Friday, May 19, 2006

Howard Tate, The James Gang, and Other Things...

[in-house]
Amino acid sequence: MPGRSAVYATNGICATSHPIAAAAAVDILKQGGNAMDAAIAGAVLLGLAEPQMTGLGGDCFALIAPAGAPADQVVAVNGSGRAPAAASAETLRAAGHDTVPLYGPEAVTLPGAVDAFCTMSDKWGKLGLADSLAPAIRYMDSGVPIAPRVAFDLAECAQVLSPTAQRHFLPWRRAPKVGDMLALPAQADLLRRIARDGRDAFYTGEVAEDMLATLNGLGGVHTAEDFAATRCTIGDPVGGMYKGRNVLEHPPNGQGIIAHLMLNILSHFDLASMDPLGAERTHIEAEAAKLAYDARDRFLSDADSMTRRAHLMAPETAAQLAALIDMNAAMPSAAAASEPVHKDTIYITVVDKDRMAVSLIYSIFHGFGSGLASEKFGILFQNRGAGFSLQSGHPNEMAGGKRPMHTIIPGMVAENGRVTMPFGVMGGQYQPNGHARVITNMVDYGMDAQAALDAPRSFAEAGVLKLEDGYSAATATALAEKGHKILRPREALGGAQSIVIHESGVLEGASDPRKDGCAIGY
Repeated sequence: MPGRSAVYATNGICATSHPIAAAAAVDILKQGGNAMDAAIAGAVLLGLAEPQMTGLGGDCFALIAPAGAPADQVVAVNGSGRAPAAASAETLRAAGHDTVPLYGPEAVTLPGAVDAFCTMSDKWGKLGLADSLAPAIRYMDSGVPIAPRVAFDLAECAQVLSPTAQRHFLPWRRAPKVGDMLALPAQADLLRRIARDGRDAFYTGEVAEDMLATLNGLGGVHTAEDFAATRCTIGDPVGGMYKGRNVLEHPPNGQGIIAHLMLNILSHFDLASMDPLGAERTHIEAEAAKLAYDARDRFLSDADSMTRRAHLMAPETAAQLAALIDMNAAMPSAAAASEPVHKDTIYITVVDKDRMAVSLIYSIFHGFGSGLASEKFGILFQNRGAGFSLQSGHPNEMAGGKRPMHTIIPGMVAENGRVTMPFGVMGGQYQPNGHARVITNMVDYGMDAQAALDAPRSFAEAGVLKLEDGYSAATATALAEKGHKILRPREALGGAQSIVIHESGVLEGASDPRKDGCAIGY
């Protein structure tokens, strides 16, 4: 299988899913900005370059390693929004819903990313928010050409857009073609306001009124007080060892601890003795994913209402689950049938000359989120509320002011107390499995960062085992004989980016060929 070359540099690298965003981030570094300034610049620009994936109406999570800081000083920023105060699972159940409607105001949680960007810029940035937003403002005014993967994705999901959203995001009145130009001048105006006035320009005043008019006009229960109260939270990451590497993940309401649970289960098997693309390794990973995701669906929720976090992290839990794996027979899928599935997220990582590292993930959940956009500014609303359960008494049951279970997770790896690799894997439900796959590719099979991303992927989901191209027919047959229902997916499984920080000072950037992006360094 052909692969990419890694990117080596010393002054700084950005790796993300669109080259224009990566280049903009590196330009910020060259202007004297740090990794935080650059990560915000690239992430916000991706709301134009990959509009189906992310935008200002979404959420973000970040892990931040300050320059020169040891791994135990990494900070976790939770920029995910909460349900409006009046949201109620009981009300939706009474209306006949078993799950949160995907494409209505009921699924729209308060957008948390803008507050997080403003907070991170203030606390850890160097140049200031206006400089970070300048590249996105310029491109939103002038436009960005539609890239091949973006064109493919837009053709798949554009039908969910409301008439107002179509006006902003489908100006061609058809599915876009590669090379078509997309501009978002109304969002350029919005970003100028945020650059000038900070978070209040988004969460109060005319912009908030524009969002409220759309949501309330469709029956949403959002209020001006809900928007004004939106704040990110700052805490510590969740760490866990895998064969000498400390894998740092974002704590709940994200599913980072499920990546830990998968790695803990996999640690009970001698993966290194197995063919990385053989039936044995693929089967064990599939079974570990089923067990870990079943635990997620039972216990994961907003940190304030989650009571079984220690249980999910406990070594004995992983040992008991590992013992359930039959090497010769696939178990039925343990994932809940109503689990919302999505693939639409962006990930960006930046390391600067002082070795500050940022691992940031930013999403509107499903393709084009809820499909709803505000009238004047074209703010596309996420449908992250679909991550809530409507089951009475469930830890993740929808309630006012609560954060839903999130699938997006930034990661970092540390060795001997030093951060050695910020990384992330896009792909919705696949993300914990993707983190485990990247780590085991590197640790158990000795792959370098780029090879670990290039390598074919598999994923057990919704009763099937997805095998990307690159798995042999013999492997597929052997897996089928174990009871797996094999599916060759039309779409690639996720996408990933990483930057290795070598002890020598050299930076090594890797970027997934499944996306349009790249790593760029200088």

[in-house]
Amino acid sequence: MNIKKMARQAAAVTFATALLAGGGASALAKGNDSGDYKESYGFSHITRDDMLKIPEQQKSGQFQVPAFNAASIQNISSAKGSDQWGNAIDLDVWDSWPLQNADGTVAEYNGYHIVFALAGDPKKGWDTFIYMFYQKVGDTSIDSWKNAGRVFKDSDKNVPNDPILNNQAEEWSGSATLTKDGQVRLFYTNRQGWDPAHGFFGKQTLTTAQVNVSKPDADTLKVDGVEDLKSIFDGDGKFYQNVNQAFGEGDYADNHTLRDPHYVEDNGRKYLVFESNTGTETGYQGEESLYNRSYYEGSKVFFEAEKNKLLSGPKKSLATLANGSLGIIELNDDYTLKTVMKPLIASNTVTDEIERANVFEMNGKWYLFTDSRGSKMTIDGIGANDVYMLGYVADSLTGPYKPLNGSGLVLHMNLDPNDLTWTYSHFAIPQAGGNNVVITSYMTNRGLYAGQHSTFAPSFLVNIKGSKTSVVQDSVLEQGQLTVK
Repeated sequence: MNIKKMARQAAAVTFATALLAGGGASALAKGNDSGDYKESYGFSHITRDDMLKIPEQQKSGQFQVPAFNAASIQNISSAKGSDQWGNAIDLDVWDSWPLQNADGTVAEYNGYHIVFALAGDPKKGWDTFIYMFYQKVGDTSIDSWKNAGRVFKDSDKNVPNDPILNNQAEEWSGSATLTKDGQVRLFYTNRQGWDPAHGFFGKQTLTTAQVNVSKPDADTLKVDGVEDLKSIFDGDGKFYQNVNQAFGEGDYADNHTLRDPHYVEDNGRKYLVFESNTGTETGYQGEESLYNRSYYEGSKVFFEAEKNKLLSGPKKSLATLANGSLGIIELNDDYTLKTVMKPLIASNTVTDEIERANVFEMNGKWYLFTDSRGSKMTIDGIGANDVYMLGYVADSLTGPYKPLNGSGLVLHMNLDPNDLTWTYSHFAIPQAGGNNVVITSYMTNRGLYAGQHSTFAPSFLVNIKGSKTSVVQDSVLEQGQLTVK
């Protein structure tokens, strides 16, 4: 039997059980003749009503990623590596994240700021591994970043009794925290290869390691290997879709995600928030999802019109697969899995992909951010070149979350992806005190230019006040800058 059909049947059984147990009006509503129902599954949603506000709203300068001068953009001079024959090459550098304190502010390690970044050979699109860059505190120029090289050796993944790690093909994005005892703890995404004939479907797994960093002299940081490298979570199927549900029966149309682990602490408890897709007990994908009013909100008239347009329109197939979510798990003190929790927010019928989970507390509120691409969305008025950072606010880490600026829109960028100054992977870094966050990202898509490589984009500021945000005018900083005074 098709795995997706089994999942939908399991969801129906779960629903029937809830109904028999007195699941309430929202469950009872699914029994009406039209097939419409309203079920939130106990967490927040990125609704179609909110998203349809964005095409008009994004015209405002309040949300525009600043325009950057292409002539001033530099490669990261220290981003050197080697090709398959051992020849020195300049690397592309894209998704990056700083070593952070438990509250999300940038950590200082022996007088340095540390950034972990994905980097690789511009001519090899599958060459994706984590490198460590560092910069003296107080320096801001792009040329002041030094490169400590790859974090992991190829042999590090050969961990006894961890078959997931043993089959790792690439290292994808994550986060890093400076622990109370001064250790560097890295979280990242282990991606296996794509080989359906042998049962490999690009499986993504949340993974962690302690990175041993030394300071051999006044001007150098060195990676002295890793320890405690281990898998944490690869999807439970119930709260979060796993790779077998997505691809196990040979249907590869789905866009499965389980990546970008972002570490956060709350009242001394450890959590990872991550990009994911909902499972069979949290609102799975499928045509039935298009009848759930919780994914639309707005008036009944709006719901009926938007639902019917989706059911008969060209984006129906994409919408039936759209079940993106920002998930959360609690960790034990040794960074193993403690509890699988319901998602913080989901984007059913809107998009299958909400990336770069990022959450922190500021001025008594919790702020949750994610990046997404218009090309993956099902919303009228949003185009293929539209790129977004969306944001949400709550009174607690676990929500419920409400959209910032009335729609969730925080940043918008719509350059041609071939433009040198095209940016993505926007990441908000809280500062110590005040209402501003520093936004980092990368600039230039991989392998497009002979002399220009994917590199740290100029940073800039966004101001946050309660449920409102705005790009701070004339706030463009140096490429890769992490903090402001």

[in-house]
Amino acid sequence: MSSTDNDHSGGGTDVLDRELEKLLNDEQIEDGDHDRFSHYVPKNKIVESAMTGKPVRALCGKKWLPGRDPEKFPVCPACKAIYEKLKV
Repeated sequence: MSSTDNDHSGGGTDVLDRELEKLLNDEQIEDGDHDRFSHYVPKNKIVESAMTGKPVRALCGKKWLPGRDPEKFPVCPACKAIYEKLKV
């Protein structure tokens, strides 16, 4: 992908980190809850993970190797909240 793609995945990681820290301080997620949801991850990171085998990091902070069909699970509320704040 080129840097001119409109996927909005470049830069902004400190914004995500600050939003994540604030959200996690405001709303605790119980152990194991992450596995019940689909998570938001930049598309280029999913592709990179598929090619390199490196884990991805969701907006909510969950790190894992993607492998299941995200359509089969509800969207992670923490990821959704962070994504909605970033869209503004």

Example
Howard Tate and the Superconk!
Example